Meadows said he planned to call Pelosi later on Sunday and noted he met with a number of congressional Democrats on Capitol Hill on Saturday. Meadows told reporters he had tried to see the speaker, but she was in a meeting and so he left a note. There was no meeting on the books, CNN reported, so there was no expectation of them seeing each other. 

More context: Lawmakers had returned to the Hill for a rare Saturday vote on a bill that provided $25 billion for the US Postal Service, as well as a pause on cost-cutting measures by the USPS Democrats charged would hamper delivery of mailed ballots in the fall.

Meadows called the legislation, which passed the House 257-150 yesterday, a “largely messaging bill” that Pelosi knew had no chance of becoming law.

“It has everything to do with a political statement,” Meadows said on Fox News. “Here's how I know. Because in the privacy of the negotiating room, I offered $10 billion plus reforms for the Postal Service that actually they've been asking for for a long time, to Speaker Pelosi and Chuck Schumer.”

Trump’s chief of staff also criticized Pelosi for previously rejecting the idea of passing individual bills to deal with aspects of economic relief that the two sides could potentially agree on – such as enhanced unemployment benefits and support for small businesses – but then embracing a standalone bill for the Postal Service. He criticized her for bringing the House back on a Saturday to vote on a mail bill, but not for relief funds.

“Why didn’t she come in and do enhanced unemployment?” Meadows said on Fox. “Why didn’t she come in and do money for education and daycare?”

CNN has reached out to Pelosi’s office for comment.

8:32 a.m. ET, August 23, 2020

Czech Republic records highest daily Covid-19 case increase since March

From Tomas Etzler

The Czech Republic on Friday recorded its highest single-day increase in Covid-19 cases since March, according to figures from the country's health ministry.

The country recorded 506 new Covid-19 cases on Friday. The previous daily record was 373 cases on March 27.

The health ministry noted in a tweet that Friday's record number corresponds with an increased number of tests carried out that day, targeting areas where infections have already been detected.

On Friday, 8,532 tests were carried out. This compares to 5,695 on Thursday and 7,312 on Wednesday.

A total of 411 Covid-19 deaths have been recorded in the Czech Republic, according to the health ministry.

9:08 a.m. ET, August 23, 2020

13 dead in Peru stampede as police raid nightclub breaking coronavirus restrictions

From CNN's Jimena de la Quintana and Daniel Silva in Lima, Peru and Amy Woodyatt in London


At least 13 people have been killed and three others injured in a stampede at a nightclub in Lima, Peru, as partygoers attempted to escape a police raid on the venue, according to Orlando Velasco Mujica, general of the Peruvian National Police.

Police were called to the Thomas Restobar in the Los Olivos district of Peru's capital city on Saturday evening to shut down an illegal party that more than 120 people were attending.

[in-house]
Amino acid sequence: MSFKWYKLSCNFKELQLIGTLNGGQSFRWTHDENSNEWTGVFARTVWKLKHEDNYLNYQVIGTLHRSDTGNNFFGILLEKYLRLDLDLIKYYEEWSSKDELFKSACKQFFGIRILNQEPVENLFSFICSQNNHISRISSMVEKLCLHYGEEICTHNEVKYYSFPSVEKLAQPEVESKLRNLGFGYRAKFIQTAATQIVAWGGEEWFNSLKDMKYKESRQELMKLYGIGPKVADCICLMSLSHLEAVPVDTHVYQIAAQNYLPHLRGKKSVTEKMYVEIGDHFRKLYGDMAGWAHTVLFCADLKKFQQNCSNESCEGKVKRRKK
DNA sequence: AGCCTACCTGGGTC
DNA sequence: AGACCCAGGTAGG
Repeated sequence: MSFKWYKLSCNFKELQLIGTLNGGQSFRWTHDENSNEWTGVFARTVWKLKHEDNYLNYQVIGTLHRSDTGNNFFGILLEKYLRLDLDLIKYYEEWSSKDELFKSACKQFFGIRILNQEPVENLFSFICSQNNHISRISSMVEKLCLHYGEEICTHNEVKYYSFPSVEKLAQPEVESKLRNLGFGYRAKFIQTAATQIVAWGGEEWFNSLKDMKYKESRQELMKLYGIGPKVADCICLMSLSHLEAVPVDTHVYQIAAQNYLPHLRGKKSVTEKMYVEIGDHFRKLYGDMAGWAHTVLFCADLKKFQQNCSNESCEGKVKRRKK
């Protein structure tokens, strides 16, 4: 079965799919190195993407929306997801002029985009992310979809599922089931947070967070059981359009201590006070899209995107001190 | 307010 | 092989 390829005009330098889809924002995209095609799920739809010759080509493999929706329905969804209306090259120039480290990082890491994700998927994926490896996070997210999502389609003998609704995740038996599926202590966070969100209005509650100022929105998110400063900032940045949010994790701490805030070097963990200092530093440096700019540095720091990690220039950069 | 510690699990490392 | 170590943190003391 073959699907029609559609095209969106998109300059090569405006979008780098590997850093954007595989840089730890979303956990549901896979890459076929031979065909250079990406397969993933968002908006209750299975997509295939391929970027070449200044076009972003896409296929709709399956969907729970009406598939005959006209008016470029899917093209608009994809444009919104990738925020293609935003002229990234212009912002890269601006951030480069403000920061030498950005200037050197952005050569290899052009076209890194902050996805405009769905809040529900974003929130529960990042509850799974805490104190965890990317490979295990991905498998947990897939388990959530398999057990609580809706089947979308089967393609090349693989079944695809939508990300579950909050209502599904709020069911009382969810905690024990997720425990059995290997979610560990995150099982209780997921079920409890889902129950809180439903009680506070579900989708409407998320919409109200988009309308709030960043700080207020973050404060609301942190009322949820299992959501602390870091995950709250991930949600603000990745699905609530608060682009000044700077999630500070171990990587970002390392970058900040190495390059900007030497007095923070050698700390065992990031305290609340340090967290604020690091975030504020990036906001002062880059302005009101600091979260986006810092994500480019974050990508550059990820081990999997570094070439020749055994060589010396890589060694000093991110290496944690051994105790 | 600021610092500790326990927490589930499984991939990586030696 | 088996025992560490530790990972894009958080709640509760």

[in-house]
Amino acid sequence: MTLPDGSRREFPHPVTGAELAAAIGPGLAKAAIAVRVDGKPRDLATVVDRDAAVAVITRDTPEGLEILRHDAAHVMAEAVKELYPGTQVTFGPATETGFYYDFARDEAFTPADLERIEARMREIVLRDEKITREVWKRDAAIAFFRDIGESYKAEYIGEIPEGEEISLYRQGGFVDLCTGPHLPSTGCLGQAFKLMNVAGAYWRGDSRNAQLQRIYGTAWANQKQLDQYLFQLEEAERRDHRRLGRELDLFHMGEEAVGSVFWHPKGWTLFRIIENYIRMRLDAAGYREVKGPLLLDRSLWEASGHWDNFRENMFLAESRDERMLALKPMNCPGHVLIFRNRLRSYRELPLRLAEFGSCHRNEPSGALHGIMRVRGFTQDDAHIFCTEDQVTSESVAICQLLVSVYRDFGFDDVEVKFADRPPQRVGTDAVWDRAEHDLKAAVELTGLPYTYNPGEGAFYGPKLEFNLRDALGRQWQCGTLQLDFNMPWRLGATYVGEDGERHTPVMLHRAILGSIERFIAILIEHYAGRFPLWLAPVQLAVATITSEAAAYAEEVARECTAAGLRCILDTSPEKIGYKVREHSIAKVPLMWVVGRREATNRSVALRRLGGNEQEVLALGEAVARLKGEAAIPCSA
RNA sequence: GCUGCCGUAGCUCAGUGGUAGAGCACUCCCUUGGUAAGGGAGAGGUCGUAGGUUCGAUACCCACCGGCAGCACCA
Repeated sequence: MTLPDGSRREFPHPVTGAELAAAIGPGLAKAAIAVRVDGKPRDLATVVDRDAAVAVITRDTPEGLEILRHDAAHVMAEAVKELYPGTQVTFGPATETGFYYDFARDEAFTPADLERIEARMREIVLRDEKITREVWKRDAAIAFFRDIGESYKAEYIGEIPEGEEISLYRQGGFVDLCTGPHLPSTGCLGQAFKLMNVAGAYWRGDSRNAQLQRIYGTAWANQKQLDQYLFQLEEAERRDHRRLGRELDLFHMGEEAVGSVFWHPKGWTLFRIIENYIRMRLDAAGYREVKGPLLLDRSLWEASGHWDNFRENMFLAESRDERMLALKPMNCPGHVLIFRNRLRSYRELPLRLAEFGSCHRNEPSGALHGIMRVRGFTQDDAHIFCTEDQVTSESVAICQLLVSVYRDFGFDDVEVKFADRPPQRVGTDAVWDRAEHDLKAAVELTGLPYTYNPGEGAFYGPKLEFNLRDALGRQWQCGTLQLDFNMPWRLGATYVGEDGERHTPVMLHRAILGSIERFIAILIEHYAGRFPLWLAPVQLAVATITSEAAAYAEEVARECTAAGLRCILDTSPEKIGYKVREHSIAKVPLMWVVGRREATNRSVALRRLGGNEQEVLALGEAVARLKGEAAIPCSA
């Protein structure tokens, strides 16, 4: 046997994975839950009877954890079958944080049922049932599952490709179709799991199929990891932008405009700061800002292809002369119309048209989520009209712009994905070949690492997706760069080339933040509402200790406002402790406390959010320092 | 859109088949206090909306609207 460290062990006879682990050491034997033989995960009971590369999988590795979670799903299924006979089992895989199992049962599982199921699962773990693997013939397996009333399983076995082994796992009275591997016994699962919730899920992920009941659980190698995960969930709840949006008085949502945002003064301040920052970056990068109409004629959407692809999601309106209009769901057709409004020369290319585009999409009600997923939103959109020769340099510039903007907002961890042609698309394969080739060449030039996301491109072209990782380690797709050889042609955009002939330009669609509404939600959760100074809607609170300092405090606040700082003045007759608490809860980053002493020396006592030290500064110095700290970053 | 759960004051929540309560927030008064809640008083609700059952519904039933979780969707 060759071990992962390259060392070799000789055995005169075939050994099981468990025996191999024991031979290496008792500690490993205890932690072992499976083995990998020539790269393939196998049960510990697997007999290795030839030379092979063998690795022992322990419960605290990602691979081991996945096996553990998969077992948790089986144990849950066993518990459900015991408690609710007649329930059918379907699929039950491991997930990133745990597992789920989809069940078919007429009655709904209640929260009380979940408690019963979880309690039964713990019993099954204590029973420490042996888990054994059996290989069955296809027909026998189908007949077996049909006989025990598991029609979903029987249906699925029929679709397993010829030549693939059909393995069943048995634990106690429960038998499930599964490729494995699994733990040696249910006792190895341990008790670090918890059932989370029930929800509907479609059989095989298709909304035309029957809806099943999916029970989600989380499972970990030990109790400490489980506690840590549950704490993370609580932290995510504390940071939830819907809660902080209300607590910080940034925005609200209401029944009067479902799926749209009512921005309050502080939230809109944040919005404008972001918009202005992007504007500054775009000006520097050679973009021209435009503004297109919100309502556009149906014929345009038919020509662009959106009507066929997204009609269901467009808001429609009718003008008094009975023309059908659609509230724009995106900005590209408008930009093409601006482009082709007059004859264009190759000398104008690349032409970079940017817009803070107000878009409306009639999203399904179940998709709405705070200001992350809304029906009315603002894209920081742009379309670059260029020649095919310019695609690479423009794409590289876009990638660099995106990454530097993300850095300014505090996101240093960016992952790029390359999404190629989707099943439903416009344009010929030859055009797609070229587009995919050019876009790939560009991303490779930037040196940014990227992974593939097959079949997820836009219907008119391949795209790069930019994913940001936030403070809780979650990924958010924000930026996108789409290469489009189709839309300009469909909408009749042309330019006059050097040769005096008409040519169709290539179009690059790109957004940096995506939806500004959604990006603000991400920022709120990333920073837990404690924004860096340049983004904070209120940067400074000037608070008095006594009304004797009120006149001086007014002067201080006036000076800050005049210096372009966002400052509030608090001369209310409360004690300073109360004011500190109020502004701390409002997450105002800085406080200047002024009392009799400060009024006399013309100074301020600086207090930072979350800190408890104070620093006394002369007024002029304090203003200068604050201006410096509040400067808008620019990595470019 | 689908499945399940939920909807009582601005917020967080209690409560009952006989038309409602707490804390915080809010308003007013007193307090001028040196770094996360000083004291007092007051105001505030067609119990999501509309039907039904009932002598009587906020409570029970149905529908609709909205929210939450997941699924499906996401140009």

Social distancing measures are mandated in Peru, large social gatherings are banned and there is a nationwide 10 p.m. curfew in an effort to slow the spread of the coronavirus.

Peru was one of the first nations in the Americas to take strict preventative coronavirus measures, but is now one of the worst affected countries in Latin America, with more than 576,000 cases, according to figures from Johns Hopkins University. More than 27,000 have died of the virus so far, JHU reports.

Read the full story here.

6:40 a.m. ET, August 23, 2020

More UK children "likely to be harmed" by school closures than Covid-19, chief medical adviser says

From CNN's Hilary McGann in London

Keeping UK schools shut would likely be more harmful for children than the coronavirus, said the country's chief medical adviser, Professor Chris Whitty, amid a debate over the safety of reopening schools. 

Whitty said the evidence was "overwhelmingly clear" that children dying from the virus was low risk.

"The chances of many children being damaged by not going to school are incredibly clear, and therefore the balance of risk is very strongly in favour of children actually going to school, because many more are likely to be harmed by not going than harmed by going, even during this pandemic," Whitty said in an on-camera interview with British media broadcast on Sunday. 

Prime Minister Boris Johnson previously said there was a "moral duty" to reopen schools in the autumn.

Whitty acknowledged that students returning to the classroom was "likely to put some pressure" on the reproduction rate — or the R rate — which measures how much the virus is being transmitted in the community. An R rate of 1, for example, means every one person with the virus infects one other person, on average. Many countries are trying to keep their R rates below 1 to prevent the virus from snowballing.

On Friday, the UK government updated its guidance to say the country's R rate was somewhere between 0.9 and 1.1.

The government's main scientific advisory body on the pandemic, SAGE, also said Friday it "does not have confidence that R is currently below 1 in England." 

During the interview, Whitty went on to say they were always going to have to balance keeping transmission rates low while doing "the least social economic damage to achieve that."